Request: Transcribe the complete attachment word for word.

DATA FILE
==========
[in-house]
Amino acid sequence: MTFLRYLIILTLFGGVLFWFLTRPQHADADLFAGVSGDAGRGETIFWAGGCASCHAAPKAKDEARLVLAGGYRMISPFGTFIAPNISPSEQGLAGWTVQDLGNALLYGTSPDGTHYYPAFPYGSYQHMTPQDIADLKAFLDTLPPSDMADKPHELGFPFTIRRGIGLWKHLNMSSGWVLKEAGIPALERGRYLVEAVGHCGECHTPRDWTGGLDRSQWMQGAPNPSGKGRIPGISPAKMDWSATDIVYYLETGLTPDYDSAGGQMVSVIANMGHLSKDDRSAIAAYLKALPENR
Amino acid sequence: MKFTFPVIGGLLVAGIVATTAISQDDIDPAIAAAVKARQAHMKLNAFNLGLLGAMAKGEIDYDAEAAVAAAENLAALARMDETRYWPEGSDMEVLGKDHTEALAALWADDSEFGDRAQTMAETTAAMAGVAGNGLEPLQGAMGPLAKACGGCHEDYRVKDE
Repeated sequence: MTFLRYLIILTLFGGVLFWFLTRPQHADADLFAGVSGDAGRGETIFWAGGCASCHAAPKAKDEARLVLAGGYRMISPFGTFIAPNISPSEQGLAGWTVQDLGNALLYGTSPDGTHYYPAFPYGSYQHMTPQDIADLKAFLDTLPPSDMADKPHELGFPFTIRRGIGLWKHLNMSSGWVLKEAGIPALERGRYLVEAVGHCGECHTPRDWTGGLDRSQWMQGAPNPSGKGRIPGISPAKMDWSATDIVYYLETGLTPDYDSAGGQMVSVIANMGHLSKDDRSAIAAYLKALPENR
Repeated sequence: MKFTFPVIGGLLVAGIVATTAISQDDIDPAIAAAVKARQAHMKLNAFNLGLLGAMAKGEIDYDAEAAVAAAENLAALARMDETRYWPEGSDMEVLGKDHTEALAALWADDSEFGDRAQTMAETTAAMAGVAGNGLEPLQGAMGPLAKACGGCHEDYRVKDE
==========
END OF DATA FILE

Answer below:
[in-house]
Amino acid sequence: MTFLRYLIILTLFGGVLFWFLTRPQHADADLFAGVSGDAGRGETIFWAGGCASCHAAPKAKDEARLVLAGGYRMISPFGTFIAPNISPSEQGLAGWTVQDLGNALLYGTSPDGTHYYPAFPYGSYQHMTPQDIADLKAFLDTLPPSDMADKPHELGFPFTIRRGIGLWKHLNMSSGWVLKEAGIPALERGRYLVEAVGHCGECHTPRDWTGGLDRSQWMQGAPNPSGKGRIPGISPAKMDWSATDIVYYLETGLTPDYDSAGGQMVSVIANMGHLSKDDRSAIAAYLKALPENR
Amino acid sequence: MKFTFPVIGGLLVAGIVATTAISQDDIDPAIAAAVKARQAHMKLNAFNLGLLGAMAKGEIDYDAEAAVAAAENLAALARMDETRYWPEGSDMEVLGKDHTEALAALWADDSEFGDRAQTMAETTAAMAGVAGNGLEPLQGAMGPLAKACGGCHEDYRVKDE
Repeated sequence: MTFLRYLIILTLFGGVLFWFLTRPQHADADLFAGVSGDAGRGETIFWAGGCASCHAAPKAKDEARLVLAGGYRMISPFGTFIAPNISPSEQGLAGWTVQDLGNALLYGTSPDGTHYYPAFPYGSYQHMTPQDIADLKAFLDTLPPSDMADKPHELGFPFTIRRGIGLWKHLNMSSGWVLKEAGIPALERGRYLVEAVGHCGECHTPRDWTGGLDRSQWMQGAPNPSGKGRIPGISPAKMDWSATDIVYYLETGLTPDYDSAGGQMVSVIANMGHLSKDDRSAIAAYLKALPENR
Repeated sequence: MKFTFPVIGGLLVAGIVATTAISQDDIDPAIAAAVKARQAHMKLNAFNLGLLGAMAKGEIDYDAEAAVAAAENLAALARMDETRYWPEGSDMEVLGKDHTEALAALWADDSEFGDRAQTMAETTAAMAGVAGNGLEPLQGAMGPLAKACGGCHEDYRVKDE